As mentioned above, in this part, I’ll evaluate the performance of NVMe over Fabrics on the client server with no virtualization software installed. This gives us “pure” results which will be further compared with the outcomes in other scenarios.

NVMe over Fabrics topology

After this, I’ll measure the performance of NVMe over Fabrics when using iSER as transport. You can see the configuration below:

performance of NVMe over Fabrics with iSER

To get the full picture, I’ll also check the performance of SPDK iSCSI. Here is the scheme:

SPDK iSCSI performance

Scenario 2

Now, the main goal of the next two benchmarks is to see how NVMe over Fabrics handles data transfers in virtualized environments. In this part, I’ll evaluate the performance of NVMe-oF with Hyper-V deployed and a VM with 20 cores and 16 GB that takes the role of the client. Mellanox ConnectX-4 network interface card is attached to the VM using PCI passthrough. I’ve planned to use SR-IOV but there are certain issues with Hyper-V. I’ll tell you more about that in the corresponding article. The configuration looks like this:

NVMe-oF with Hyper-V

The next step is to measure how NVMe over Fabrics performs when iSER transport is used. All other settings remain the same.

NVMe over Fabrics on Hyper-V with iSER

As you probably guessed, afterward, I’ll assess the performance of SPDK iSCSI when Hyper-V is deployed on a host.

SPDK iSCSI with Hyper-V host

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Scenario 3

This chapter is pretty much the same as the second one. The difference here is that I’ll use VMware ESXi as a hypervisor and that the network controller is attached to the VM using SR-IOV. First, examining the NVMe over Fabrics performance.

NVMe over Fabrics performance on ESXi host

As in the previous case, I’ll test the performance of NVMe-oF with iSER transport when ESXi is deployed.

As in the previous case, I’ll test the performance of NVMe-oF with iSER transport on ESXi

And finally, assessing the SPDK iSCSI performance with ESXi:

SPDK iSCSI performance with ESXi

Now, when you got the idea, let me tell a few words about the tools to be used for benchmarking and metrics to be measured.

So, to evaluate the NVMe over Fabrics performance in all three scenarios, I’ll use the FIO tool.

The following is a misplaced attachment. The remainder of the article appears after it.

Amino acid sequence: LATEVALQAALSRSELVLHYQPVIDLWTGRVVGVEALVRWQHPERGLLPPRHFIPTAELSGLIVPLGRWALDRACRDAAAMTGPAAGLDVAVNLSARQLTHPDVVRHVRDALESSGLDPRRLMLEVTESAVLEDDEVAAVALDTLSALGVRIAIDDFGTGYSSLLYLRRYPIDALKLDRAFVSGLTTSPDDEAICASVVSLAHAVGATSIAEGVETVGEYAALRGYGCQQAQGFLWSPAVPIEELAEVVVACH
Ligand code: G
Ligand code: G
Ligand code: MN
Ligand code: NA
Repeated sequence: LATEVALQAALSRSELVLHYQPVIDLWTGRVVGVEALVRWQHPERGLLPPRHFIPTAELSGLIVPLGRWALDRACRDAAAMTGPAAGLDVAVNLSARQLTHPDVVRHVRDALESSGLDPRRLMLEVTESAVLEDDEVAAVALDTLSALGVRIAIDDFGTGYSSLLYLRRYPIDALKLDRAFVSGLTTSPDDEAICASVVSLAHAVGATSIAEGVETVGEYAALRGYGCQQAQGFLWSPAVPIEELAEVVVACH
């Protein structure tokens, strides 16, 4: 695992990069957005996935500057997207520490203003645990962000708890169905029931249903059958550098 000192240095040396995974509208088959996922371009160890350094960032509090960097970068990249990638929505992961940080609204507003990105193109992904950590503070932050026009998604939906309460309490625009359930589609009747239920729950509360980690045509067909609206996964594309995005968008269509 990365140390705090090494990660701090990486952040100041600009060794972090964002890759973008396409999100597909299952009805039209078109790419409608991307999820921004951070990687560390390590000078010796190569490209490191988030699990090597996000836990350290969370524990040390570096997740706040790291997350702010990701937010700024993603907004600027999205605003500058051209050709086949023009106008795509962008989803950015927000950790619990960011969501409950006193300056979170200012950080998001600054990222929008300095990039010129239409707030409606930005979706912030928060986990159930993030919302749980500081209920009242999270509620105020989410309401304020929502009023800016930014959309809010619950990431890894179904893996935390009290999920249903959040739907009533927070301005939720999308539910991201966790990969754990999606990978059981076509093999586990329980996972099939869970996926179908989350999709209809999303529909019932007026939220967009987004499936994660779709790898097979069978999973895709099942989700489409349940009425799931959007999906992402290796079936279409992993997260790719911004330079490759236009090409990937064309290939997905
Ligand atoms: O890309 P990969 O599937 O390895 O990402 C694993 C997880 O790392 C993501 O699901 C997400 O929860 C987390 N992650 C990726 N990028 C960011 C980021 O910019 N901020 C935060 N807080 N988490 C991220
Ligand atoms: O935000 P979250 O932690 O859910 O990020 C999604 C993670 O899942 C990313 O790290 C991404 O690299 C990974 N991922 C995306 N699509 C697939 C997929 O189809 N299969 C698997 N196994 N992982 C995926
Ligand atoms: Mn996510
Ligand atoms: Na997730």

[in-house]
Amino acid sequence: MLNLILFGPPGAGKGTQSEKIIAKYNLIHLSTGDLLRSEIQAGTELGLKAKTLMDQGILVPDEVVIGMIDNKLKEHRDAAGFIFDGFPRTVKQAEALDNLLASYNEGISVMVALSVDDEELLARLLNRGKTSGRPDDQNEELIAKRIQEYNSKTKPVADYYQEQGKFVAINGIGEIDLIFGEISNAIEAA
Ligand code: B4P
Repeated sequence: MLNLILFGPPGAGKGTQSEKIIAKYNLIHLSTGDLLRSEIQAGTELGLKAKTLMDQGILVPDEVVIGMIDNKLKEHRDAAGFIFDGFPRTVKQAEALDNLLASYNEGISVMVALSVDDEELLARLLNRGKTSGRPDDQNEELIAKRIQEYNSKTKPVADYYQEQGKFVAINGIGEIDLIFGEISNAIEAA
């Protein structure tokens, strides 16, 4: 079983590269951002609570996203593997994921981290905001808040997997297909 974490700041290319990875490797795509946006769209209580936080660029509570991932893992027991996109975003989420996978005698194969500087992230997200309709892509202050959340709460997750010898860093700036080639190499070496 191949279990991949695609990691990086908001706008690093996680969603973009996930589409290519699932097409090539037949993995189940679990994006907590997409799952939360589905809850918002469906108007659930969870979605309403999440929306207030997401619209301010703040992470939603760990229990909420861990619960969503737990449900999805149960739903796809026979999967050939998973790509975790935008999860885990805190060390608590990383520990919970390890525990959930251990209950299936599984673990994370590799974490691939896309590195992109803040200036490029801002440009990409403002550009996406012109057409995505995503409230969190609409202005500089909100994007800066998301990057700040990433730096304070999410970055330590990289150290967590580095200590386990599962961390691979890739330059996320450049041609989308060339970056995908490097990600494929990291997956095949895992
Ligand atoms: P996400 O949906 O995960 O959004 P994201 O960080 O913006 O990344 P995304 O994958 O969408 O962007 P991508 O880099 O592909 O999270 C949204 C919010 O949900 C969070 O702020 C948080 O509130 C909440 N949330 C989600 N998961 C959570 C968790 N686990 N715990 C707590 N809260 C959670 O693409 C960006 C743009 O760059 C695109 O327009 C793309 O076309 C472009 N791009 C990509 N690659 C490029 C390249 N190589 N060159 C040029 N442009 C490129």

I have first tested the devices locally to determine optimal performance and latency parameters. Based on the outcomes, I’ve set the following parameters for further examination:

RAM Drive 10G – numjobs=8 iodepth=64

Samsung SSD 960 EVO NVMe M.2 500GB – iodepth=32, numjobs=16


Here is the example of the FIO configuration file for RAM Drive:

The example of the FIO configuration file for NVMe Drive:

As to the metrics, I’ll assess the following parameters: IOPS, MBps, Latency, and CPU usage for Random and Sequential 4K and 64K Reads, and Random and Sequential 4K and 64K Writes.

I will be using 1,2 and 4 connections on RAM Drive and 1 and 2 connections on NVMe accordingly since these settings give the best outcomes on my particular hardware. Generally, the more connections there are, the lower performance will be.


The main goal of these benchmarks is to see how virtualization influences (if it does at all) the NVMe over Fabrics performance. For that matter, I’ll evaluate how it performs on the bare metal configuration. It will be a “standard” to which the performance of NVMe-oF with Hyper-V and ESXi will be compared. In the next article, I’ll prepare the server and the client, install SPDK and LIO, prepare the VM in Hyper-V and ESXi and configure NVMe-oF. Basically, I’ll cover all the steps needed to prepare our testing environment, so stay tuned!

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Taras Shved
Taras Shved
Director of Sales Engineering at StarWind
Director of Sales Engineering with more than 15 years of professional IT experience. Almost 2 years of Technical Support and Engineering at StarWind. Storage and virtualization expert. IT systems engineer. Web designer as a hobby.